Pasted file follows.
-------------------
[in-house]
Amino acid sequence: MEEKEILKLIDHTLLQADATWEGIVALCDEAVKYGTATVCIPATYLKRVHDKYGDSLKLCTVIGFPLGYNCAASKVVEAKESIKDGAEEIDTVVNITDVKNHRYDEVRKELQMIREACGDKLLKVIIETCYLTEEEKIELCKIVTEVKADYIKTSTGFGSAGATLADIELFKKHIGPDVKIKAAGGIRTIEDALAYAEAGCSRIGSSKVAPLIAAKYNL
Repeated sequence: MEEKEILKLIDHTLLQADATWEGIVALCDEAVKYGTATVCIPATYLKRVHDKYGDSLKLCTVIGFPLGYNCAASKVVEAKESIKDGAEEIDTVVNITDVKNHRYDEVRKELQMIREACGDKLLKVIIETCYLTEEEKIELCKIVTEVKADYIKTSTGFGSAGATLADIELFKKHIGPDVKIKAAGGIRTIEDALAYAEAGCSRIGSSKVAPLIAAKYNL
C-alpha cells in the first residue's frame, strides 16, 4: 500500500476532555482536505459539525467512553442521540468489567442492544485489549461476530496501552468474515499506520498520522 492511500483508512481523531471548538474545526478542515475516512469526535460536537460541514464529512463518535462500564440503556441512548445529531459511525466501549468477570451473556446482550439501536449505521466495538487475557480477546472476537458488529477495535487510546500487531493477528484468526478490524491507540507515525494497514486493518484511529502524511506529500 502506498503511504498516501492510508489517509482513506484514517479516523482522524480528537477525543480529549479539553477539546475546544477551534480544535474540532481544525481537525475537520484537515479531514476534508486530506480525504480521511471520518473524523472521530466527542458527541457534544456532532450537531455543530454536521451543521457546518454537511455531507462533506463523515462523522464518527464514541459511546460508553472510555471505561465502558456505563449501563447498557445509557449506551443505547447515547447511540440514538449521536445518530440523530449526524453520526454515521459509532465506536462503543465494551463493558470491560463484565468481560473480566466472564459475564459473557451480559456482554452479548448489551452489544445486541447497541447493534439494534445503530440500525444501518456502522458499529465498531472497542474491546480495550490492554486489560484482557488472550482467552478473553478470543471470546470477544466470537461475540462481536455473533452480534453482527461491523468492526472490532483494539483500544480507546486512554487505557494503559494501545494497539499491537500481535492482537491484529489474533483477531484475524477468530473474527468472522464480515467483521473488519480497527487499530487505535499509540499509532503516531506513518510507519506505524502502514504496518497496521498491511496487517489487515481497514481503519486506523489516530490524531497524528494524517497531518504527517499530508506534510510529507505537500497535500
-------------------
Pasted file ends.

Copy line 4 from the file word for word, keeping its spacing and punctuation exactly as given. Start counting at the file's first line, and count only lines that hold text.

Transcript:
C-alpha cells in the first residue's frame, strides 16, 4: 500500500476532555482536505459539525467512553442521540468489567442492544485489549461476530496501552468474515499506520498520522 492511500483508512481523531471548538474545526478542515475516512469526535460536537460541514464529512463518535462500564440503556441512548445529531459511525466501549468477570451473556446482550439501536449505521466495538487475557480477546472476537458488529477495535487510546500487531493477528484468526478490524491507540507515525494497514486493518484511529502524511506529500 502506498503511504498516501492510508489517509482513506484514517479516523482522524480528537477525543480529549479539553477539546475546544477551534480544535474540532481544525481537525475537520484537515479531514476534508486530506480525504480521511471520518473524523472521530466527542458527541457534544456532532450537531455543530454536521451543521457546518454537511455531507462533506463523515462523522464518527464514541459511546460508553472510555471505561465502558456505563449501563447498557445509557449506551443505547447515547447511540440514538449521536445518530440523530449526524453520526454515521459509532465506536462503543465494551463493558470491560463484565468481560473480566466472564459475564459473557451480559456482554452479548448489551452489544445486541447497541447493534439494534445503530440500525444501518456502522458499529465498531472497542474491546480495550490492554486489560484482557488472550482467552478473553478470543471470546470477544466470537461475540462481536455473533452480534453482527461491523468492526472490532483494539483500544480507546486512554487505557494503559494501545494497539499491537500481535492482537491484529489474533483477531484475524477468530473474527468472522464480515467483521473488519480497527487499530487505535499509540499509532503516531506513518510507519506505524502502514504496518497496521498491511496487517489487515481497514481503519486506523489516530490524531497524528494524517497531518504527517499530508506534510510529507505537500497535500